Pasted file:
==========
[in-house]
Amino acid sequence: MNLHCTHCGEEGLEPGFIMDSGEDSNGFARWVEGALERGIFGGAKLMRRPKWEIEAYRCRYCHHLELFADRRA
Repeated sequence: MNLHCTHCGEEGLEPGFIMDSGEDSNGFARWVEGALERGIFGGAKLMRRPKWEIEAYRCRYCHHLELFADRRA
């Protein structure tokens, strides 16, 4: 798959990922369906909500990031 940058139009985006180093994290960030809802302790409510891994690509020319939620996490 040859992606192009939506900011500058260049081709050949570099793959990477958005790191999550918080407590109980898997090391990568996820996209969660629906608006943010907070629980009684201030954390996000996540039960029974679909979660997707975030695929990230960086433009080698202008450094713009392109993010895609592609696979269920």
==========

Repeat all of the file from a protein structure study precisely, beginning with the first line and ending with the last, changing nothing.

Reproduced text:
[in-house]
Amino acid sequence: MNLHCTHCGEEGLEPGFIMDSGEDSNGFARWVEGALERGIFGGAKLMRRPKWEIEAYRCRYCHHLELFADRRA
Repeated sequence: MNLHCTHCGEEGLEPGFIMDSGEDSNGFARWVEGALERGIFGGAKLMRRPKWEIEAYRCRYCHHLELFADRRA
């Protein structure tokens, strides 16, 4: 798959990922369906909500990031 940058139009985006180093994290960030809802302790409510891994690509020319939620996490 040859992606192009939506900011500058260049081709050949570099793959990477958005790191999550918080407590109980898997090391990568996820996209969660629906608006943010907070629980009684201030954390996000996540039960029974679909979660997707975030695929990230960086433009080698202008450094713009392109993010895609592609696979269920």